Jocelyn Carlin’s new project: Every picture tells a story

In 2013 photographer Jocelyn Carlin decided to make a blog, telling stories in words and photographs chosen randomly from her past. Now that blog has become a crowdfunded book, Every picture tells a story, a documentary of important events in Carlin’s life, her photographic career and in the lives of those around her in New Zealand, across the Pacific and in surprising places throughout the world.

The book's themes include New Zealand art, film, performing arts, landscapes, environments and especially the impact of global warming on low-lying Pacific nations, their struggles against colonisation and their approaches to survival.

The pictures and the stories are punctuated by excerpts from public presentations, interviews and writings which reveal Carlin’s own politics, her passion for social justice and a lifelong love affair with her camera.

Born in the Bay of Plenty, Carlin lived in Wellington during the early years of her photographic career and moved to Auckland in 1987 where she established Minnie Street Studio as a purpose-designed studio for hire to photographers and film makers, and a place where she could live and work. 

Despite contracting multiple system atrophy in 2011, Carlin has collated and prepared all the material for Every picture tells a story herself, controlling every aspect of the new book’s production.

The following text and images are excerpts from the book.

Sir Ian McKellen


Image: Copyright © Jocelyn Carlin

“I woke up on 20 August 2007 to find an email from Michael at Panos, my agency in London, to say I had to photograph Ian McKellen, that day. It was for the New York Times Art Section and the photo had to be in New York, tomorrow. I had the number of his manager and a press agent. The instructions were to make it ‘New Zealandy’, after which they all went home and to sleep I guess.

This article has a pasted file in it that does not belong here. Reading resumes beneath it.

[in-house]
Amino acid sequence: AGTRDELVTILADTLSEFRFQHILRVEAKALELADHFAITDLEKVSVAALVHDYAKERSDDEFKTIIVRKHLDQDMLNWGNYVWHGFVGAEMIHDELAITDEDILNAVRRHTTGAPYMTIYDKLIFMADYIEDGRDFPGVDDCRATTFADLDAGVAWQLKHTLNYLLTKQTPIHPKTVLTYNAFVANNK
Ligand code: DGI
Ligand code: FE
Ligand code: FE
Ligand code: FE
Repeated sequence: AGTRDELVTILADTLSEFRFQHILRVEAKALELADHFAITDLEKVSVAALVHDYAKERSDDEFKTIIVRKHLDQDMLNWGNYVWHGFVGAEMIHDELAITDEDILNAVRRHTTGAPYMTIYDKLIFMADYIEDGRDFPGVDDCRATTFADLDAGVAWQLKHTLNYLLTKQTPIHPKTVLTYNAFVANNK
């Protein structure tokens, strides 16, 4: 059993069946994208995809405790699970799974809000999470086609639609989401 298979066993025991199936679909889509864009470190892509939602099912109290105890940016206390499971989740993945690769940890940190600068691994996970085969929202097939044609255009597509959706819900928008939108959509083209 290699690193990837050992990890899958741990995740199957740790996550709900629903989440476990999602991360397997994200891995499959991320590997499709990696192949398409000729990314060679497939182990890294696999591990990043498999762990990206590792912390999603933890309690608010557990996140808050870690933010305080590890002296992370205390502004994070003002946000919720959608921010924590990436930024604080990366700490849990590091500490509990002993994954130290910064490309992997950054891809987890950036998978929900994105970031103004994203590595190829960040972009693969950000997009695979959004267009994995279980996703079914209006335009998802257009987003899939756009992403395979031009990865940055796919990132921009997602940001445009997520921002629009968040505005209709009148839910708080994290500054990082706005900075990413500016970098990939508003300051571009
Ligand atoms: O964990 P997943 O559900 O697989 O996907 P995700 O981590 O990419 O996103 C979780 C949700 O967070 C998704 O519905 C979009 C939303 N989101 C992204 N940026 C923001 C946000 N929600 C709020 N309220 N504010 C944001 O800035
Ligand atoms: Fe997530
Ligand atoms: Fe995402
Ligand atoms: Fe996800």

“For some reason resembling divine intervention, the Wintergardens fernery came to mind as a location. I went to make sure it was really there. Getting permission was going to take time – furthermore I couldn’t get an assistant at such short notice, so this was going to be hard work. McKellen and I arranged to meet there at 11:00am, it was a fine-ish day. I was shooting digitally at that stage, but for me this had to be square format, so I ended up shooting colour transparency. He arrived with his press agent and there we were, the three of us, me the no fuss photographer, no frills Ian McKellen, and a nervous press person. We got on with the job. I went to the lab and the film was processed. I then scanned low res of a broad edit and sent them to Michael overnight. I woke to find an email.

“‘Well done. They’re beautiful. Perfect. I’m so happy…and relieved…and impressed…’

“I scanned the hi-res, communicating directly with the art director in New York. The time zones had worked well in this case. As it happened I shared page one of the Arts section with American photographer and documentary filmmaker Robert Franks."

BJP


Image: Copyright © Jocelyn Carlin

The British Journal of Photography is a prestigious journal. In the Environmental Issue on 15 August 2007, Diane Smyth interviewed me as one of five photographers exploring the complex problem of Global Warming. This is from that interview.